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American aristocracy arms authority become believe Bishop blood bread British called carried Catholic cause centuries cheers Church civil classes demands Dissenters earth empire England English entire Established famine fathers fear feel force France freedom friends give half hand head heart hold honor hope House human hundred increase interests Ireland Irish Italy John justice king land liberty live London look Lord Lord John Russell means ment millions minister nature never noble once oppression Parliament passed persons poor present principle question rank reach received reform seemed side speak spirit stand starving struggle subjects suffering things thought thousand throne tion true truth turn union United whole wrong
الصفحة 71 - The cloud-capt towers, the gorgeous palaces, The solemn temples, the great globe itself; * Yea, all which it inherit, shall dissolve, And, like the baseless fabric of a vision, Leave not a wreck behind.
الصفحة 74 - The applause, delight, the wonder of our stage! My Shakespeare, rise! I will not lodge thee by Chaucer, or Spenser, or bid Beaumont lie A little further, to make thee a room: Thou art a monument without a tomb, And art alive still while thy book doth live And we have wits to read and praise to give.
الصفحة 79 - Sympathy towards a soldier will surely induce your excellency, and a military tribunal, to adapt the mode of my death to the feelings of a man of honour.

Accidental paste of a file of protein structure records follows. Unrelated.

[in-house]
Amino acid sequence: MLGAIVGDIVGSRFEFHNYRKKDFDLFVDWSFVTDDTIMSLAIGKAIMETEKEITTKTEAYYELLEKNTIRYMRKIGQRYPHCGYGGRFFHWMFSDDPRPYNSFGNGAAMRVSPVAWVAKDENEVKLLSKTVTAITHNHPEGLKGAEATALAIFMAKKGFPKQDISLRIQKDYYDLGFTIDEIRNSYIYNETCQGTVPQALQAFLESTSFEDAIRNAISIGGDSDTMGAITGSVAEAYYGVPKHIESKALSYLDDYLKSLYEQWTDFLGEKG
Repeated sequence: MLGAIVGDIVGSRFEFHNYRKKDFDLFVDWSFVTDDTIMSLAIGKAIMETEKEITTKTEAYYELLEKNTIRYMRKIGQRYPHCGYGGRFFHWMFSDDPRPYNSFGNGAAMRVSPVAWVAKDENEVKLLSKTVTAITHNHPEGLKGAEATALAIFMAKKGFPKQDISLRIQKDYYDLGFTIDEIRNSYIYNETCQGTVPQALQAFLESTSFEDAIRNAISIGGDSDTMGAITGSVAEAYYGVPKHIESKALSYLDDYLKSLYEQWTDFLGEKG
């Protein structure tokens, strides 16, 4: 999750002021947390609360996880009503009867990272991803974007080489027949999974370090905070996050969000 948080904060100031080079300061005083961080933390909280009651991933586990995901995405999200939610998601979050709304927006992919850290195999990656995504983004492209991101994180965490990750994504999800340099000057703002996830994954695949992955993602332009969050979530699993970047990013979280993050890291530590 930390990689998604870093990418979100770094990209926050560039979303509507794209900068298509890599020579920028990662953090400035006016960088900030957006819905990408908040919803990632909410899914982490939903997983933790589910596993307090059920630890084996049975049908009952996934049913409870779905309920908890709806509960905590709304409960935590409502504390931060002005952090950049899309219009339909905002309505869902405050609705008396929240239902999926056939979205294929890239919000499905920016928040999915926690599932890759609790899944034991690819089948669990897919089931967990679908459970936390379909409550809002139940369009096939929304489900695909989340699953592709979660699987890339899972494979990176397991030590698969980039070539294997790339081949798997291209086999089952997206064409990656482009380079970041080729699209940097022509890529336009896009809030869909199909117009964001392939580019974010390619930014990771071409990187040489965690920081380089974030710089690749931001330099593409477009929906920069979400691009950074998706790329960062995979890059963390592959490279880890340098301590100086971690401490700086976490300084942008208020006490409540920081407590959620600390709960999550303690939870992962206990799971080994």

الصفحة 75 - No more the Grecian muse unrivall'd reigns, To Britain let the nations homage pay : She felt a Homer's fire in Milton's strains, A Pindar's rapture in the lyre of Gray.
الصفحة 94 - But though glory be gone, and though hope fade away, Thy name, loved Erin ! shall live in his songs, Not even in the hour when his heart is most gay Will he lose the remembrance of thee and thy wrongs ! The stranger shall hear thy lament on his plains ; The sigh of thy harp shall be sent o'er the deep, Till thy masters themselves, as they rivet thy chains, Shall pause at the song of their captive and weep ! WHILE GAZING ON THE MOON'S LIGHT.
الصفحة 74 - Sweet Swan of Avon ! what a sight it were To see thee in our waters yet appear, And make those flights upon the banks of Thames, That so did take Eliza, and our James...
الصفحة 167 - What, then, was the duty of an English Minister ? To effect by his policy all those changes which a revolution would do by force. That was the Irish question in its integrity.
الصفحة 279 - Islands — the frenzy of believing, or making believe, that the adults of the nineteenth century can be led like children, or driven like barbarians ! This it is that has conjured up the strange sights at which we now stand aghast ! And shall we persist in the fatal error of...